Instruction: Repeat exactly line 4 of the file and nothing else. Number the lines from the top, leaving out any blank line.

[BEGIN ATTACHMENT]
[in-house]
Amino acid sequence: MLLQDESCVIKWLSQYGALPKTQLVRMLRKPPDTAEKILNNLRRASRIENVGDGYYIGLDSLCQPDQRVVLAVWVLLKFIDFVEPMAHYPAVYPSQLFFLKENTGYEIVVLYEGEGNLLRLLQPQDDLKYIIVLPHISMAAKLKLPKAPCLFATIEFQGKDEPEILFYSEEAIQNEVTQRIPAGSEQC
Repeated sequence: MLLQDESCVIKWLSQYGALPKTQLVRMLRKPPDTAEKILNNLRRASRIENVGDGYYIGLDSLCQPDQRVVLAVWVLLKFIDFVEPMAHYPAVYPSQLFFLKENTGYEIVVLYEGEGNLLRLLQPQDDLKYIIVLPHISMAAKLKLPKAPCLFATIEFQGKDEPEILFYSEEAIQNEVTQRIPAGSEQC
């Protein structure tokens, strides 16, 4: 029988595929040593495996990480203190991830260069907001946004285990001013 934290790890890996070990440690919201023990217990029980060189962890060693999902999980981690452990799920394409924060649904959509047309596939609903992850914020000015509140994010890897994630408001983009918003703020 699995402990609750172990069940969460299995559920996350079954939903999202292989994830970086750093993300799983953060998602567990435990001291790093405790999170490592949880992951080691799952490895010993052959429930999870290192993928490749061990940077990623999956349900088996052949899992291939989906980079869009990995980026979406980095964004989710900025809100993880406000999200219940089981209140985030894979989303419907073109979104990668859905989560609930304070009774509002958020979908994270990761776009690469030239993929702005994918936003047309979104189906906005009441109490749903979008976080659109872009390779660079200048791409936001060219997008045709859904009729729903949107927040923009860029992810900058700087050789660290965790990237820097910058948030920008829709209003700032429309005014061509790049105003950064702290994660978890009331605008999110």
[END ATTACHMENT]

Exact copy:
């Protein structure tokens, strides 16, 4: 029988595929040593495996990480203190991830260069907001946004285990001013 934290790890890996070990440690919201023990217990029980060189962890060693999902999980981690452990799920394409924060649904959509047309596939609903992850914020000015509140994010890897994630408001983009918003703020 699995402990609750172990069940969460299995559920996350079954939903999202292989994830970086750093993300799983953060998602567990435990001291790093405790999170490592949880992951080691799952490895010993052959429930999870290192993928490749061990940077990623999956349900088996052949899992291939989906980079869009990995980026979406980095964004989710900025809100993880406000999200219940089981209140985030894979989303419907073109979104990668859905989560609930304070009774509002958020979908994270990761776009690469030239993929702005994918936003047309979104189906906005009441109490749903979008976080659109872009390779660079200048791409936001060219997008045709859904009729729903949107927040923009860029992810900058700087050789660290965790990237820097910058948030920008829709209003700032429309005014061509790049105003950064702290994660978890009331605008999110």